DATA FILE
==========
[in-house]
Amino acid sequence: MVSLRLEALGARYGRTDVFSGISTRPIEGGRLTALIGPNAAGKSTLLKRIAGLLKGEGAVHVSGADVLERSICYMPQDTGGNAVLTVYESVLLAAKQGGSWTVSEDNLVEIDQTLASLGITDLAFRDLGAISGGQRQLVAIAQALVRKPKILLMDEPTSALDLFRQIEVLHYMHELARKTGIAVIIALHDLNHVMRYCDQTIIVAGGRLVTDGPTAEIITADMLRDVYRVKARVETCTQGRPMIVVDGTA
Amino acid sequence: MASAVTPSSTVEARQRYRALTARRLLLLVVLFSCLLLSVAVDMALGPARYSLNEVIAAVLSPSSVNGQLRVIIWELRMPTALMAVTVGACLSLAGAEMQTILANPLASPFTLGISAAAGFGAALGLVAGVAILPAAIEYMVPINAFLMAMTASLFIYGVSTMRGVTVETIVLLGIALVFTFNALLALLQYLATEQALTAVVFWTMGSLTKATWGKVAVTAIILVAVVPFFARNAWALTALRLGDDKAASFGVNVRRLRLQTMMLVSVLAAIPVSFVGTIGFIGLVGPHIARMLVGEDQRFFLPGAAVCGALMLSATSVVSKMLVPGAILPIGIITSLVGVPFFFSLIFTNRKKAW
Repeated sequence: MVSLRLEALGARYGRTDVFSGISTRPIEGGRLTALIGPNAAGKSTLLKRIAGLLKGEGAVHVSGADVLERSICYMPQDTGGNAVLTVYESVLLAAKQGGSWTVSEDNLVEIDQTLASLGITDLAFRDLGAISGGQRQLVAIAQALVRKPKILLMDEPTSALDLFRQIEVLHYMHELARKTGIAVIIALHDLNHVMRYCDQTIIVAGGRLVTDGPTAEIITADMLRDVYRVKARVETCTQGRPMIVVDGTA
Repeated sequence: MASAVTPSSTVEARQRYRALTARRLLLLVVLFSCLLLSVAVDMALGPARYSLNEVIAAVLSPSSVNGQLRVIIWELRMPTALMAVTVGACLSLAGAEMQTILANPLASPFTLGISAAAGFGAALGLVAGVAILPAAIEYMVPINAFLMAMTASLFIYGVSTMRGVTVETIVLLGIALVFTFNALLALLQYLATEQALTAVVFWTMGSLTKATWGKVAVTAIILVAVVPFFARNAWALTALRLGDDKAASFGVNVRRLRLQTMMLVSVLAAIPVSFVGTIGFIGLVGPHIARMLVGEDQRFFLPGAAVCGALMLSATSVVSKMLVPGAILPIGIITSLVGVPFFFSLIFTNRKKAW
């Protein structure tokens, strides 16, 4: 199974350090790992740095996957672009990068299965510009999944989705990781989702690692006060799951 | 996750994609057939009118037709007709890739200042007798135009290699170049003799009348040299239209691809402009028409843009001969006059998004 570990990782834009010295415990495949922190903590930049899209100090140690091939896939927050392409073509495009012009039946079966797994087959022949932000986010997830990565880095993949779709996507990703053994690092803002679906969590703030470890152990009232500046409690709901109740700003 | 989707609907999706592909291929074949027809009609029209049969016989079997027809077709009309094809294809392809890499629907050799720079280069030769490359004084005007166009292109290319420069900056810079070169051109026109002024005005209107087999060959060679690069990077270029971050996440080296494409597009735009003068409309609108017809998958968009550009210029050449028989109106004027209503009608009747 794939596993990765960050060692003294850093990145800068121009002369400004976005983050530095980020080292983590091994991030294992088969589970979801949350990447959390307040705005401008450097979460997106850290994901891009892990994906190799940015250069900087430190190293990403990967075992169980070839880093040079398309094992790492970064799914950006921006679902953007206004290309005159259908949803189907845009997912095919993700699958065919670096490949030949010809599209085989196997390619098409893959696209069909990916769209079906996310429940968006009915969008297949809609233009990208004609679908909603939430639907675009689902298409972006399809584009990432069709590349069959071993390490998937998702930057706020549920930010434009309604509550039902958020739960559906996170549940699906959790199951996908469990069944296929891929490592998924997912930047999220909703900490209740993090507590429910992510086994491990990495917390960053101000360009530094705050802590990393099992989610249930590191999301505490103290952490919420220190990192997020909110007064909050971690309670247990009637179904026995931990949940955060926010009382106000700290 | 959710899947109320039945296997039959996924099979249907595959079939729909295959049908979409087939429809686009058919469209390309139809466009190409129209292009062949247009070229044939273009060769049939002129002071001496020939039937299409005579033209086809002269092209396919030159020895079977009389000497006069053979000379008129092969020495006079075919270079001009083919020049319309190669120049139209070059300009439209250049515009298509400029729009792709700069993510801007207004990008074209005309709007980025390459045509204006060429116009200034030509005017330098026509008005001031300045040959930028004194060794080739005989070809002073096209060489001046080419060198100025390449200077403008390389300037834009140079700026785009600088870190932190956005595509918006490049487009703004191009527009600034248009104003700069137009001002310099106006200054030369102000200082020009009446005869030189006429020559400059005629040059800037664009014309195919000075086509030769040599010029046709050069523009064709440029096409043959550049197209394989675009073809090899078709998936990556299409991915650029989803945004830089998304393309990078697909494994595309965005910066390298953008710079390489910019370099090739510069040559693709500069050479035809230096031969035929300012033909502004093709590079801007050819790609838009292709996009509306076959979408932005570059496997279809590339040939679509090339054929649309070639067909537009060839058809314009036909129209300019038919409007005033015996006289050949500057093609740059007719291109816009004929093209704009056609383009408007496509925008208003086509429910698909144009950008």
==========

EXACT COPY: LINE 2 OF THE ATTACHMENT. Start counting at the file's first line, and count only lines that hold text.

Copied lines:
Amino acid sequence: MVSLRLEALGARYGRTDVFSGISTRPIEGGRLTALIGPNAAGKSTLLKRIAGLLKGEGAVHVSGADVLERSICYMPQDTGGNAVLTVYESVLLAAKQGGSWTVSEDNLVEIDQTLASLGITDLAFRDLGAISGGQRQLVAIAQALVRKPKILLMDEPTSALDLFRQIEVLHYMHELARKTGIAVIIALHDLNHVMRYCDQTIIVAGGRLVTDGPTAEIITADMLRDVYRVKARVETCTQGRPMIVVDGTA